Two items which illustrate that New Labour with Brown at the helm still believes in manipulation and abhors participation:
Brown’s plans for voting reforms shelved over fears of confusion
Sam Coates, Political Correspondent
A plan to overhaul the way that Britain votes during general elections looks set to be shelved, according to a confidential government document obtained by The Times.
Moves to reengage voters by introducing proportional representation for Westminster elections have been dismissed by officials, who fear that it could lead to political instability and confusion.
Changing the voting system would increase the likelihood of minority governments and coalitions, which can be a “drag on effective government”, officials investigating voting systems found.
It is uncertain whether the move would increase turnout or ensure that MPs more closely reflected the ethnic or gender make-up of Britain, the report says. It highlights the problems that were created by the Blair Government’s innovations to the voting system for nonWestminster elections, such as the high levels of rejected votes resulting from complex ballot papers. It reveals the “friction” in the Scottish Parliament and Welsh Assembly between Members who were selected to represent constituencies and those from lists drawn up by party managers.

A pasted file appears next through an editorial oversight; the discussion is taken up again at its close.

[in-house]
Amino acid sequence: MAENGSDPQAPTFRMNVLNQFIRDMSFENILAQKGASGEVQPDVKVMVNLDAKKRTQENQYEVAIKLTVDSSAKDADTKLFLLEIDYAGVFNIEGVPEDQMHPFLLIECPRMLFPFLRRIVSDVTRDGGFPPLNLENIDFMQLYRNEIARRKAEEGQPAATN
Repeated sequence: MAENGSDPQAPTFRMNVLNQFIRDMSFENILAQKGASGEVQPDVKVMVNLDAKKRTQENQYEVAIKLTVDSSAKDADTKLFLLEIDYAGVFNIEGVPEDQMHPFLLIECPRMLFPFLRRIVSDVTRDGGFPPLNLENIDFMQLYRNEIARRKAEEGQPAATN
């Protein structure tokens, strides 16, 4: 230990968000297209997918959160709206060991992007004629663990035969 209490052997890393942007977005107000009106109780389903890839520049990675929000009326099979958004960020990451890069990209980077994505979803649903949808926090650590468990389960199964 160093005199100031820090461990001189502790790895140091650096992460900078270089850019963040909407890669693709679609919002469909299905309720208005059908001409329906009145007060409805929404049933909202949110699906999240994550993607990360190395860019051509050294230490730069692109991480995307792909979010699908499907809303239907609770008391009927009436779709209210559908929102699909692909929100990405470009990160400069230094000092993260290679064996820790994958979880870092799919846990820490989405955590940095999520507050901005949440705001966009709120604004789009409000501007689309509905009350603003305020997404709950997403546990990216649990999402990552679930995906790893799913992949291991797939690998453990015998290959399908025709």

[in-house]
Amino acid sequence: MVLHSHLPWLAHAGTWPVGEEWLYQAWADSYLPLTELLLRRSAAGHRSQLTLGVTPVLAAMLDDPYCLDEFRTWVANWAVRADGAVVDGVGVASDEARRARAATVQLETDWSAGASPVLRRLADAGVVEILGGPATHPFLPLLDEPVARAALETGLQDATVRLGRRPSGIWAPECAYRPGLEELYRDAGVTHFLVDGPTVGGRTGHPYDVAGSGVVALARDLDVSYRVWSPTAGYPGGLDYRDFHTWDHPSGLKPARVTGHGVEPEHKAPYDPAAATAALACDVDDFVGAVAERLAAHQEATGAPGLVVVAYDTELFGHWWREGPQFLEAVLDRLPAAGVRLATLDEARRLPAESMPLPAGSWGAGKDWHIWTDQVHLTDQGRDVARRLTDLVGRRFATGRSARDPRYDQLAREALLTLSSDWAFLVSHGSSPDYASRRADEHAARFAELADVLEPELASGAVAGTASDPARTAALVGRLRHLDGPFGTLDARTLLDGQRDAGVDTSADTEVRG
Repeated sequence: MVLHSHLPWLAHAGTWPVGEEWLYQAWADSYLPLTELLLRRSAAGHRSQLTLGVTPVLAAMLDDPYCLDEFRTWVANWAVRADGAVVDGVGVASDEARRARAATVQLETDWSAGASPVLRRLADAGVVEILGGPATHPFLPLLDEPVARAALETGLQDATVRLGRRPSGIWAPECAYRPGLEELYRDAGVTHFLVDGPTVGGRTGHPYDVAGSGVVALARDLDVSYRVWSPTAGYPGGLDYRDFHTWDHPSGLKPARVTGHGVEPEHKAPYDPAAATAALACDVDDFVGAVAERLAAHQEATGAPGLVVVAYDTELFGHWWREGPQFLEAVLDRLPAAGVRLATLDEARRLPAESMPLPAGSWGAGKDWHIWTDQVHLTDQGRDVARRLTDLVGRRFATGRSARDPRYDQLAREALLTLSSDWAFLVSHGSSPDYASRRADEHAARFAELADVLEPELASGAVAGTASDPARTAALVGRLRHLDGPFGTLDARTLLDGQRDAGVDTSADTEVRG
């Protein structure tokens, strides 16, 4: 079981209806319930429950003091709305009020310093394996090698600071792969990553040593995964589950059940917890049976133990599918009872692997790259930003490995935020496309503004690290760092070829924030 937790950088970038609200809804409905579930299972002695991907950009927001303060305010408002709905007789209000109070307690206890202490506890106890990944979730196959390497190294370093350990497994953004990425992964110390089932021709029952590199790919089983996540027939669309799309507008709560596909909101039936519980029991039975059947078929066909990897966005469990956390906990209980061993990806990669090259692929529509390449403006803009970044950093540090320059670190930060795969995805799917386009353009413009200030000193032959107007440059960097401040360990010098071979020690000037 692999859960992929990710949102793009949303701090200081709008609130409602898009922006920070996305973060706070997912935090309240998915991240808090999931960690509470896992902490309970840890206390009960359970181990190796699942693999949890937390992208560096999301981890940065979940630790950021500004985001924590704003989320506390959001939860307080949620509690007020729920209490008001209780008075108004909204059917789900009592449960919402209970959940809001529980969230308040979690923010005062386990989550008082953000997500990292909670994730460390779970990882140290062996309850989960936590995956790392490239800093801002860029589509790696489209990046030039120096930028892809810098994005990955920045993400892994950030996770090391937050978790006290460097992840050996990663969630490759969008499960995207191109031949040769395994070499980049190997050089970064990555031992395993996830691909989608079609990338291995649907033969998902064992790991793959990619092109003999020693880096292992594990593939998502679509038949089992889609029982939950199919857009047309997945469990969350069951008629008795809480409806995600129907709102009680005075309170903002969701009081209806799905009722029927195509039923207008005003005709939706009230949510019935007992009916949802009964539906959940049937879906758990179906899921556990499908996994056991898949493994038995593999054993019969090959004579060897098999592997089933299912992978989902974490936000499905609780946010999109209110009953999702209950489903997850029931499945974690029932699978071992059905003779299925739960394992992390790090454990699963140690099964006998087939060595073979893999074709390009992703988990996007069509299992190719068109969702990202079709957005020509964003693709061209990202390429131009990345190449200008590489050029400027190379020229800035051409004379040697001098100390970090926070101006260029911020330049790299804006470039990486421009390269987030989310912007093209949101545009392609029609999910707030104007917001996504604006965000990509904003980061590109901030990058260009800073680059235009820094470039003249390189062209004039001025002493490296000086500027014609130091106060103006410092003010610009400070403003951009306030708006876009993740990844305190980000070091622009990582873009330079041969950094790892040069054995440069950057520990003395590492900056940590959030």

The Review of Voting Systems in the United Kingdom was completed in draft form last November but will not be released to the public until December. The Conservatives said last night that they feared that Gordon Brown would attempt to water down the tough language that cautioned against proportional representation to smooth relations with the Liberal Democrats in the event of a hung Parliament.